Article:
But somehow I feel like I am a beta tester or worse for the majority of my Android experience.
Every single Android phone that I have owned, and the list is extensive, has been missing something compared to not just other Androids, but to iPhone. It seems that choosing Android means that you need to choose carefully because they are so varied.
The iPhone is the standard by which others are judged.Â
A few weeks ago, Apple launched their new iPhone 6 and the XL iPhone 6 Plus.
The iPhone 6 is the one that interests me more than anything. I currently use a Samsung Note3, albeit one that long since jettisoned the original Samsungised version of Android that it is intended to use and one that now runs Cyanogenmod 11 (nightly).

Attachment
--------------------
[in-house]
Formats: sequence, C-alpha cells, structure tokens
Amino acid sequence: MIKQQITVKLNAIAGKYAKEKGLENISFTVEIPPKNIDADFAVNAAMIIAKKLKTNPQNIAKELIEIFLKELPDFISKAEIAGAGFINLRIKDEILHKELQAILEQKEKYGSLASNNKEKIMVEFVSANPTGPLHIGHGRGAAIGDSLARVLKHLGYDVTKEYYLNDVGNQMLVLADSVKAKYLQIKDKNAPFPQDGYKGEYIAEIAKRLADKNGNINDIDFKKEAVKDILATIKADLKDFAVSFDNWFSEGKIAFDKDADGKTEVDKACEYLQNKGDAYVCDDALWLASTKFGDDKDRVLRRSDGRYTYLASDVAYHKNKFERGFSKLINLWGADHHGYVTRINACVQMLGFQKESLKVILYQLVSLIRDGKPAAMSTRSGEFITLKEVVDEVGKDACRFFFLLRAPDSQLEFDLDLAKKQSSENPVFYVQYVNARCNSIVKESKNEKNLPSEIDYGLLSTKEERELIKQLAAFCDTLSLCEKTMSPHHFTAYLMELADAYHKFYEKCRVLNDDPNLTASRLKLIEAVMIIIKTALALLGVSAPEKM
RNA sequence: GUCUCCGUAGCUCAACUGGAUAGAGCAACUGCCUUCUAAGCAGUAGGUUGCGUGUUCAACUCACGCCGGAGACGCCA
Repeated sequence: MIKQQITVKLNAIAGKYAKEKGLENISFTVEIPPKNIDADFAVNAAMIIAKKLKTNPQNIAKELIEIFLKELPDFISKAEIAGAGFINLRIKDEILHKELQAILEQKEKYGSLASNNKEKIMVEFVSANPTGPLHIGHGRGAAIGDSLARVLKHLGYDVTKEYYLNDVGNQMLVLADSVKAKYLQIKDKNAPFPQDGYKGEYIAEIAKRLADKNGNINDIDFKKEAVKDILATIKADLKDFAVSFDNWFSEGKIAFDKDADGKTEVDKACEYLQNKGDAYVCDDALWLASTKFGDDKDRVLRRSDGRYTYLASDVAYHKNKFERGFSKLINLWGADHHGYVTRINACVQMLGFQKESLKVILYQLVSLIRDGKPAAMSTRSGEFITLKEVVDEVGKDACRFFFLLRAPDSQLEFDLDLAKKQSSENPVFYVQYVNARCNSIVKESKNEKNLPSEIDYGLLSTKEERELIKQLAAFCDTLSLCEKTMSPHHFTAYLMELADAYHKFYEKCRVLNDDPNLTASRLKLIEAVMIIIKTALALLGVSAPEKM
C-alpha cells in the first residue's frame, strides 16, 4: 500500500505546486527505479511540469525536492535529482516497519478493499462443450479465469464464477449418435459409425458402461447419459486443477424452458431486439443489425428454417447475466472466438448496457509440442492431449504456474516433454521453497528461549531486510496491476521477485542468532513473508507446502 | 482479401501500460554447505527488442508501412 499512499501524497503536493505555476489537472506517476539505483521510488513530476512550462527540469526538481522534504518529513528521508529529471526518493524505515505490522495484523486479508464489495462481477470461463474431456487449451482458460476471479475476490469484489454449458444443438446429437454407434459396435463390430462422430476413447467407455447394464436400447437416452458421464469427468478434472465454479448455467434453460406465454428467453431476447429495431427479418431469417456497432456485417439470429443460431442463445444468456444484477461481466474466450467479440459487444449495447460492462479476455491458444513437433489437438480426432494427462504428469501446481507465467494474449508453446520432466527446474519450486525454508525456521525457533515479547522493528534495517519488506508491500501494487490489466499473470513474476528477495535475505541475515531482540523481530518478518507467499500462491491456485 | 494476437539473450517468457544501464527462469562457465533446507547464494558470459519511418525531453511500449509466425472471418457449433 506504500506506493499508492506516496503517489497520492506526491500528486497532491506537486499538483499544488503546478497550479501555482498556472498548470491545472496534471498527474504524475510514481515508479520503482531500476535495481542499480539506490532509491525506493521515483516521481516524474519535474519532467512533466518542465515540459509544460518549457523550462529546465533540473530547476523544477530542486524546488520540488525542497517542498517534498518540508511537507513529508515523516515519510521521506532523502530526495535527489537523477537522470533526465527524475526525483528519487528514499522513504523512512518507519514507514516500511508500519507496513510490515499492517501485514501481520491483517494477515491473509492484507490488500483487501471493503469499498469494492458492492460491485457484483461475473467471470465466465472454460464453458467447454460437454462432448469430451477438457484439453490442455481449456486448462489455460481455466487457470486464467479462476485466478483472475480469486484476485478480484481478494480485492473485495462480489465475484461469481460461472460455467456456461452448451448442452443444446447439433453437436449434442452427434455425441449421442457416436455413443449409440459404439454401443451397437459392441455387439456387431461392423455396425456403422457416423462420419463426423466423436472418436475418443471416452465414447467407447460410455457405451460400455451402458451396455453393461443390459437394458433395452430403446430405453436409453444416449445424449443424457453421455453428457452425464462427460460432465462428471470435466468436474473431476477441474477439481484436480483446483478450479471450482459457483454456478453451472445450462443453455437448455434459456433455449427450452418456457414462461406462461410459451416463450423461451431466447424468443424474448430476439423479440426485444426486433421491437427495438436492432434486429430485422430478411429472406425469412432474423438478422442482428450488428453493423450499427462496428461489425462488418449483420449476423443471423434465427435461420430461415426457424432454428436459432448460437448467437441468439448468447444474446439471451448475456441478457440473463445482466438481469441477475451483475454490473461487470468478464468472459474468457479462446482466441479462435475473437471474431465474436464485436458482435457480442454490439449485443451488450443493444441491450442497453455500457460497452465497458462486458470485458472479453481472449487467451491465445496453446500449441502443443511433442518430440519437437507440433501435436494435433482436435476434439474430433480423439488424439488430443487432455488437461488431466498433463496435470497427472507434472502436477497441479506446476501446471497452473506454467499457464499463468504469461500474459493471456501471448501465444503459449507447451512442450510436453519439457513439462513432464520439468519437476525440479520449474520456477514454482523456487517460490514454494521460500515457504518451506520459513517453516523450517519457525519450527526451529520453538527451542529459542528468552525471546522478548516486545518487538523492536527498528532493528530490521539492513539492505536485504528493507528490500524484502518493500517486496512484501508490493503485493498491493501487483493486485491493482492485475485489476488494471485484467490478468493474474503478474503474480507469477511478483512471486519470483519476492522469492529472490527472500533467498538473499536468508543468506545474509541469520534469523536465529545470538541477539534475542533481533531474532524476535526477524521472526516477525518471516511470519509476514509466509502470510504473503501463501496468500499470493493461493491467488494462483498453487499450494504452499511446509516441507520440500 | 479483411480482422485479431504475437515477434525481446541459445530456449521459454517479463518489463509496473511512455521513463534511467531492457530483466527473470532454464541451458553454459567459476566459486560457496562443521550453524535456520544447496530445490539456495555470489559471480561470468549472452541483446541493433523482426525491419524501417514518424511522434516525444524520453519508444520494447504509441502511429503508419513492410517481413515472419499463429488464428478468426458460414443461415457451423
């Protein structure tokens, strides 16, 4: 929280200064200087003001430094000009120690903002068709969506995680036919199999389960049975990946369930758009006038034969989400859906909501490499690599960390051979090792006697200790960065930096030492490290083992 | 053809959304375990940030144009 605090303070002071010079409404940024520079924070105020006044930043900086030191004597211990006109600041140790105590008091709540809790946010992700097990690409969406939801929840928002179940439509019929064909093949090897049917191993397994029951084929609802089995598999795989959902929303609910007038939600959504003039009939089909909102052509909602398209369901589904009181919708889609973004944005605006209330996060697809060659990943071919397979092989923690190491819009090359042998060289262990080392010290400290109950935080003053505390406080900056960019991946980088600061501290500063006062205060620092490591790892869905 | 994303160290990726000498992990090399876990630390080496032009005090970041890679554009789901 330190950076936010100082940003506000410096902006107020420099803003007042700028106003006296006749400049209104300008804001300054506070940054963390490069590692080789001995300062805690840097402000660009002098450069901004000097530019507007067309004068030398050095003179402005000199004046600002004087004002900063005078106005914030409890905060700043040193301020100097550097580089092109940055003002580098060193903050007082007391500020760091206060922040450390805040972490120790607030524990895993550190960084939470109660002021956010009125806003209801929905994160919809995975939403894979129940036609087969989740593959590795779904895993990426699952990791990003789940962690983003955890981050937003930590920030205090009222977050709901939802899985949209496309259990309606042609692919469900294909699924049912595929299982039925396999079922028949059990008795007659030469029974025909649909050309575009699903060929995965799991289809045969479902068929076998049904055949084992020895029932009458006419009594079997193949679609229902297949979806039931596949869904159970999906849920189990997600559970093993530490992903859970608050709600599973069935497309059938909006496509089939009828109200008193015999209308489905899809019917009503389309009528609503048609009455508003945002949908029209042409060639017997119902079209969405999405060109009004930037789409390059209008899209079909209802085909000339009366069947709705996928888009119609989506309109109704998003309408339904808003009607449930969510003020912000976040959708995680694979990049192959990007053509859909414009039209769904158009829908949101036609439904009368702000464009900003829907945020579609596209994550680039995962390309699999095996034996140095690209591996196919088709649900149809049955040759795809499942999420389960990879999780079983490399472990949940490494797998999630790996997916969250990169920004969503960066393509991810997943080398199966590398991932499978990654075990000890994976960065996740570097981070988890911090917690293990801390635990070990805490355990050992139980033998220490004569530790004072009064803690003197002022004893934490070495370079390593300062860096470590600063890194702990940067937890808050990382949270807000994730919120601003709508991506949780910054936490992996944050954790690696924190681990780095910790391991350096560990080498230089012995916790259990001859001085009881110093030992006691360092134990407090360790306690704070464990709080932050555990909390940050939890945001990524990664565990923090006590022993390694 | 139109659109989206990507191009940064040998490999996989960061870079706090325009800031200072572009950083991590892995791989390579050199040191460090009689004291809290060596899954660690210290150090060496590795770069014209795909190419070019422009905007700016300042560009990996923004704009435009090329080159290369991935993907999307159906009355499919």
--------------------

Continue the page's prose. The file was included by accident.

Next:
I love and hate the size of the Note3, the screen is prettyÂ good in all but bright sunlight and the lightly extended version of AOSP plus Google services adds up to a nice phone.
There are very few things about the Note3 that I dislike.
– The battery life is poor, I struggle to get through a busy day
– There are still vestiges of Samsung – the home button for example.
– The camera is really ‘not all that’ and when you run a third-party ROM you are giving up many things, NFC is a prime example of this.
So, why am I writing about the iPhone 6Â Â ?
Because deep down I beleiveÂ that the Apple ecosystemÂ is a better one than the Android / Google one.
I am not sure when paying over $200 / month for cable TV, Phone and Internet became normal, but apparently this is pretty much what ‘everybody’ pays.